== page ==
The task for this Court is to determine whether the ALJ's decision to deny Plaintiff benefits, on the basis that he can perform those light jobs identified by the vocational expert at the administrative hearing, is supported by substantial evidence. Substantial evidence is defined as more than a scintilla, and means such relevant evidence as a reasonable mind might accept as adequate to support a conclusion. Richardson v. Perales, 402 U.S. 389, 401 (1971). "In determining whether substantial evidence exists, [a court] must view the record as a whole, taking into account evidence favorable as well as unfavorable to the [Commissioner's] decision." Chester v. Bowen, 792 F.2d 129, 131 (11th Cir. 1986). Courts are precluded, however, from "deciding the facts anew or re-weighing the evidence." Davison v. Astrue, 370 Fed.App'x 995, 996 (11th Cir. Apr. 1, 2010) (per curiam) (citing Dyer v. Barnhart, 395 F.3d 1206, 1210 (11th Cir. 2005)). And, "[e]ven if the evidence preponderates against the Commissioner's findings, [a court] must affirm if the decision reached is supported by substantial evidence." Id. (citing Crawford v. Commissioner of Social Security, 363 F.3d 1155, 1158-59 (11th Cir. 2004)).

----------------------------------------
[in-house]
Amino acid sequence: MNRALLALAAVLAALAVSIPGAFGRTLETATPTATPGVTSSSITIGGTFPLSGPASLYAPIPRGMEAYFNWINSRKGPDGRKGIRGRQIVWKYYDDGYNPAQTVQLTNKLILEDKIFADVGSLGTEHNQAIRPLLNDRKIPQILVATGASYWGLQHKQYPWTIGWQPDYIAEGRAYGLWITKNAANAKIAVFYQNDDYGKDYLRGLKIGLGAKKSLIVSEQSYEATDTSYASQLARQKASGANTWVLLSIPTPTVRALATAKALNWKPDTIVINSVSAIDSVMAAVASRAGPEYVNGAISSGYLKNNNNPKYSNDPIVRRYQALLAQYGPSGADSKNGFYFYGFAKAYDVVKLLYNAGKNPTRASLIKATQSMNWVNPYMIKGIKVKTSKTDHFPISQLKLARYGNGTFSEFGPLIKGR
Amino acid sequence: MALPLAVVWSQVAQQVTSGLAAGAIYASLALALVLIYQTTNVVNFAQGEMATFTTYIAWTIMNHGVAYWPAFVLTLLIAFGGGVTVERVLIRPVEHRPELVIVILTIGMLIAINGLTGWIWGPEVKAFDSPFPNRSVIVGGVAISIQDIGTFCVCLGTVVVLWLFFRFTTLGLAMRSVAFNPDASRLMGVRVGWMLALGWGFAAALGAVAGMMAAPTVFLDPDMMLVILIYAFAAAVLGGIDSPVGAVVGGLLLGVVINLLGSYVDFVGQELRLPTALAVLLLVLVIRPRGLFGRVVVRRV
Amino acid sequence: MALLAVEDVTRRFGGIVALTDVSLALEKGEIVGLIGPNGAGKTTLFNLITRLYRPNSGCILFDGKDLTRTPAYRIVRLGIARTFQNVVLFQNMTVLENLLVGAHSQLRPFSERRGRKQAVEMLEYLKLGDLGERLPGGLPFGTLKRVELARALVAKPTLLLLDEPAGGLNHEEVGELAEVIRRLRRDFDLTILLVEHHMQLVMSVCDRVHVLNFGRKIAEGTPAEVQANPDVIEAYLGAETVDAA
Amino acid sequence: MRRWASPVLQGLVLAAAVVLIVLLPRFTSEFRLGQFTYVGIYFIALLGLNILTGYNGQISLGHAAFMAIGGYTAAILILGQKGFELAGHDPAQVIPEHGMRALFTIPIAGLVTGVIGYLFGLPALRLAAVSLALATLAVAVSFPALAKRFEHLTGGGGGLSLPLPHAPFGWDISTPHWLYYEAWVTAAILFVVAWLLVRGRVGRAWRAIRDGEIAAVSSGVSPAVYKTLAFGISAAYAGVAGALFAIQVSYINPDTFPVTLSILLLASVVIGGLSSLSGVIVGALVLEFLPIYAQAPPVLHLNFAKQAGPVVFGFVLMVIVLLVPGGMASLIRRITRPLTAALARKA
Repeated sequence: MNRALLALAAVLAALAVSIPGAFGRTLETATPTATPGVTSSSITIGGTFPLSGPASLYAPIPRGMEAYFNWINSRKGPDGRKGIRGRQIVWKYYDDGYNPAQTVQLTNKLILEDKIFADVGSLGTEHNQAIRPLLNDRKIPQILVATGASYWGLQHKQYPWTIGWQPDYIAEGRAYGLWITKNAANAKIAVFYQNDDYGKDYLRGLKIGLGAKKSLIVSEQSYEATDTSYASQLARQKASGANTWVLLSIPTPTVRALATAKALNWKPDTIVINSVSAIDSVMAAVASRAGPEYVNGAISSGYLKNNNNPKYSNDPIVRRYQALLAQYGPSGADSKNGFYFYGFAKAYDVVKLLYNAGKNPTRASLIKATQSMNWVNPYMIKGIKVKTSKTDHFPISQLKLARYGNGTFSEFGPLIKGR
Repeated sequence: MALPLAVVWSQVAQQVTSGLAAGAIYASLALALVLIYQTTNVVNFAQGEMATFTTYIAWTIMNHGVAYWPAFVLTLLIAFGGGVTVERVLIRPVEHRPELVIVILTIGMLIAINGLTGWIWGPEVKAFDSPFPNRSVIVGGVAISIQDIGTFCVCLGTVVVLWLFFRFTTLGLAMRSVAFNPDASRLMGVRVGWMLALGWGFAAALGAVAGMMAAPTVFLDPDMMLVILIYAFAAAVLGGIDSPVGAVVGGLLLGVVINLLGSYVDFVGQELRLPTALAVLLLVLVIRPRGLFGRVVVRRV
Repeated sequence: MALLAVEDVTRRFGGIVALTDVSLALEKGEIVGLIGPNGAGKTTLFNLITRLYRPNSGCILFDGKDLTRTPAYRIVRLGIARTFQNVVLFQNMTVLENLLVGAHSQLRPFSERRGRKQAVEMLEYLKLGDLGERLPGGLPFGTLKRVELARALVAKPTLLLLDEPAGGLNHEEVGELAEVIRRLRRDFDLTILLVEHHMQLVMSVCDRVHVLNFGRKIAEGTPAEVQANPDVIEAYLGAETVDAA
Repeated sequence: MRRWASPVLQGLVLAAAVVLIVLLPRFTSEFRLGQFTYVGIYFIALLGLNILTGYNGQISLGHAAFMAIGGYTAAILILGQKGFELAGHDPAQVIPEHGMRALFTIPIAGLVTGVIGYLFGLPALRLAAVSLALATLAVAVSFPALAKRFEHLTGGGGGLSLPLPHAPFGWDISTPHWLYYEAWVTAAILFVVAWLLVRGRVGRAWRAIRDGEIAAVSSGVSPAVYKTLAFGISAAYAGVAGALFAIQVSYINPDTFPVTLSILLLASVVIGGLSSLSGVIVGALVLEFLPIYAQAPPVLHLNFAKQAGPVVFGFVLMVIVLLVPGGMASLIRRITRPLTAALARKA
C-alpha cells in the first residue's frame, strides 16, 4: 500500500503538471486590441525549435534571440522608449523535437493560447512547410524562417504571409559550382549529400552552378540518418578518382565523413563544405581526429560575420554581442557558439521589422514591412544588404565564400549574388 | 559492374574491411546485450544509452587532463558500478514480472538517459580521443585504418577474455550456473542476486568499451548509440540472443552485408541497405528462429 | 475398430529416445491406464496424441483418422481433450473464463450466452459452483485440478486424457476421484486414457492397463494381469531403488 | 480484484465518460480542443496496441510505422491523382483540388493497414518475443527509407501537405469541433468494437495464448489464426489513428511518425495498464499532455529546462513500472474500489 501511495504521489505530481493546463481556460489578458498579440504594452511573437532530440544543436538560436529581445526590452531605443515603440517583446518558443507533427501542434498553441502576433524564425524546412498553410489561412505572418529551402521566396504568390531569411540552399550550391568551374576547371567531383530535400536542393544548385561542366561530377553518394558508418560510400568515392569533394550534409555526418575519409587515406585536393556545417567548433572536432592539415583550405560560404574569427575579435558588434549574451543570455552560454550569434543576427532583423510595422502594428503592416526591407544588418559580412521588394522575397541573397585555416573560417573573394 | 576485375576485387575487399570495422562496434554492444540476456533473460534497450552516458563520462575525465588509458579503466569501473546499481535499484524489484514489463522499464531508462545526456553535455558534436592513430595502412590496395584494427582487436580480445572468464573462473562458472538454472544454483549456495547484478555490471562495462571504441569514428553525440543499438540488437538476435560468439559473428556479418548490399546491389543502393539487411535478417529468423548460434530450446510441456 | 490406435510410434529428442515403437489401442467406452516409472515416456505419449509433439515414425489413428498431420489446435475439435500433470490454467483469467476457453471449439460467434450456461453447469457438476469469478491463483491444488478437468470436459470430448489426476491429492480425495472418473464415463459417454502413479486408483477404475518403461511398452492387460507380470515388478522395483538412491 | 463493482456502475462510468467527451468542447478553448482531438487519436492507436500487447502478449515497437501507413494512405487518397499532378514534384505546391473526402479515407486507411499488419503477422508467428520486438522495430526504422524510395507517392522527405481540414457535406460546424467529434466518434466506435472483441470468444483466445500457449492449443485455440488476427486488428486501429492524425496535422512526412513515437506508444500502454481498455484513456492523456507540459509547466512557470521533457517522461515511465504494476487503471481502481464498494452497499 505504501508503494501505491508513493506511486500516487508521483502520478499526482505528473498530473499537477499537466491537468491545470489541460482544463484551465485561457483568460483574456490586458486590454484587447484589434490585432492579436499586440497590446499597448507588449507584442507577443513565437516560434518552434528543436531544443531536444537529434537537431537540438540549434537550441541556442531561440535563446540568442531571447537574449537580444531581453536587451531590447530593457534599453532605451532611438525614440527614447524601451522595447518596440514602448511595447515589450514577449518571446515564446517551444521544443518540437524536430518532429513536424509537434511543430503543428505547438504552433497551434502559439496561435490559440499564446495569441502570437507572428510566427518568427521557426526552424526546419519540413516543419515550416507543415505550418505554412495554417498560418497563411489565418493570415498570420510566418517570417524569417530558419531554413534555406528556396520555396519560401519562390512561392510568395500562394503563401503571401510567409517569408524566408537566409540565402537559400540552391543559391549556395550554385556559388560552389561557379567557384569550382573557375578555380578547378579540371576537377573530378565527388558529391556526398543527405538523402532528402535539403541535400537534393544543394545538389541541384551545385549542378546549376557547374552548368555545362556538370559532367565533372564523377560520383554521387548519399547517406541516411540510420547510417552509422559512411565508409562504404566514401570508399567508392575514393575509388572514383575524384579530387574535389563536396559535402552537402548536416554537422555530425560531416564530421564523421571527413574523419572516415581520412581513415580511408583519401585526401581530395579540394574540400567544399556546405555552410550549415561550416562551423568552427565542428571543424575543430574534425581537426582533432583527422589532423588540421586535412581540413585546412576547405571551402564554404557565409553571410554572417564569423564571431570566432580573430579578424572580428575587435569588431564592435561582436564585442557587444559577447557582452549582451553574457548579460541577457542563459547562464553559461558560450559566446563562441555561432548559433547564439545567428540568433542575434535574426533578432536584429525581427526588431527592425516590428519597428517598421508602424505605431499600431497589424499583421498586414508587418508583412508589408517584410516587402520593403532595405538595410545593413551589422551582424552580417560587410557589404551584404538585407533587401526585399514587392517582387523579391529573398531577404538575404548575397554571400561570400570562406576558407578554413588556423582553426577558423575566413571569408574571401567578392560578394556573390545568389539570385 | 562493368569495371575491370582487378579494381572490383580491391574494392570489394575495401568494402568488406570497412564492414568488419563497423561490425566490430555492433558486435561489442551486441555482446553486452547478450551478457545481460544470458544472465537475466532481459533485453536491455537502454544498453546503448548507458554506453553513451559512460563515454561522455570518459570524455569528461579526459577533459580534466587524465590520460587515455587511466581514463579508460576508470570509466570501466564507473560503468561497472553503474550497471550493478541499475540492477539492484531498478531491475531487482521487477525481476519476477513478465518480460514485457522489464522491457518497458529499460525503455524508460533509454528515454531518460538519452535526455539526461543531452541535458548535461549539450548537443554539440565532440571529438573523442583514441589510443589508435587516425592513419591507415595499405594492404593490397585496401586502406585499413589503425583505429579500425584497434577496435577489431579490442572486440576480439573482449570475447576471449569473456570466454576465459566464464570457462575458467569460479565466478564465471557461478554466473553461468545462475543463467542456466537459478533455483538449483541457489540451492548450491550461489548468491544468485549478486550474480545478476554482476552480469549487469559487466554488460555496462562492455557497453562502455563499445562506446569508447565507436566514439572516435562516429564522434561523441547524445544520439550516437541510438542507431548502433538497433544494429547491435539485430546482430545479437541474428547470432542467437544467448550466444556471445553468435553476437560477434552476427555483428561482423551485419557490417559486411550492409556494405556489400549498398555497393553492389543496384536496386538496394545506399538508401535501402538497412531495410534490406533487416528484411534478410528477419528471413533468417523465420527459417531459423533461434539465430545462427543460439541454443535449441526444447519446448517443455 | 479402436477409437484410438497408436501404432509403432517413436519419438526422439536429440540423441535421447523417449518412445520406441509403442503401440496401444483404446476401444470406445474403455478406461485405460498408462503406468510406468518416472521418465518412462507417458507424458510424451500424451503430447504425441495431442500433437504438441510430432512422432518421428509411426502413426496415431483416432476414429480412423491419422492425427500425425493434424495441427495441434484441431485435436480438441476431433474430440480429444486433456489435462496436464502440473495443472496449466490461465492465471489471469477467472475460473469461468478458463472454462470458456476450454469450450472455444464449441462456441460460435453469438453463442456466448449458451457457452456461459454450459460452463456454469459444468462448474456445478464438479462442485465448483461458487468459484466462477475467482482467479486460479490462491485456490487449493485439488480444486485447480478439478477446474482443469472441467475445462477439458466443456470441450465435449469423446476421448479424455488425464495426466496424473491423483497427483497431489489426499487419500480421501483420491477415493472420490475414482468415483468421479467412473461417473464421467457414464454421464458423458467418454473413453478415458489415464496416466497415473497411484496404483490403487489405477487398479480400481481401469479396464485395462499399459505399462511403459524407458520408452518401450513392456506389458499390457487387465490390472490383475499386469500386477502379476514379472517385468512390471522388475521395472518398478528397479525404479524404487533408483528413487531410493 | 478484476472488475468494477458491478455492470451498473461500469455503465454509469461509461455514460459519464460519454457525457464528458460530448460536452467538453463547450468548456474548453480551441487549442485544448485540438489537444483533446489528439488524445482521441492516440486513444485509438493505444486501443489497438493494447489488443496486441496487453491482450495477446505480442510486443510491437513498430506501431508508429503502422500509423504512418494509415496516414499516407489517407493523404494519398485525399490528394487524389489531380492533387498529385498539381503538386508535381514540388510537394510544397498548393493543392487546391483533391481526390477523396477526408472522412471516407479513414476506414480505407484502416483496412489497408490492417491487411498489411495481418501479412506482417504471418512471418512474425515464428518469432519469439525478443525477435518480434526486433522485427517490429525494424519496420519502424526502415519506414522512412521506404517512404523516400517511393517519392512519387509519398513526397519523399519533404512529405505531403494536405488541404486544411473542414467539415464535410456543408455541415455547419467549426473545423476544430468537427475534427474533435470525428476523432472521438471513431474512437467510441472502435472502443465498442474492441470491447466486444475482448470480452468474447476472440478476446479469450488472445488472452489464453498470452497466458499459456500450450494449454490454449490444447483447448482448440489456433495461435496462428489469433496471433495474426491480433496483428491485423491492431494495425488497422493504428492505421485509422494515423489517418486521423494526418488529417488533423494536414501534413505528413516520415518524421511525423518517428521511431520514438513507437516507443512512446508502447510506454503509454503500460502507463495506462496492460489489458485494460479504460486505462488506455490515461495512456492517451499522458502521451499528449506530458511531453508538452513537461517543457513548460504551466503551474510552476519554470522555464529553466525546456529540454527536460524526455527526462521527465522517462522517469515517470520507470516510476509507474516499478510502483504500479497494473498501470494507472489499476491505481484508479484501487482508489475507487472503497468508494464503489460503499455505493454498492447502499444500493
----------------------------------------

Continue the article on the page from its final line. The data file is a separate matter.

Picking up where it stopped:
On appeal to this Court, the Plaintiff asserts two claims:
1. The Commissioner's decision should be reversed because the ALJ did not state with any particularity the reasons for his rejection of the opinion of the consultative examiner, Dr. Huey Kidd; and
2. The Commissioner's decision should be reversed because the ALJ failed to further develop the record with regards to a perceived ambiguity in Dr. Kidd's report.
(Doc. 14 at 5.) For the reasons discussed below, because the Court finds that the ALJ did not err with regard to his determination regarding Dr. Kidd's opinion, the Commissioner's decision denying the Plaintiff benefits should be affirmed.
III. Relevant Medical Evidence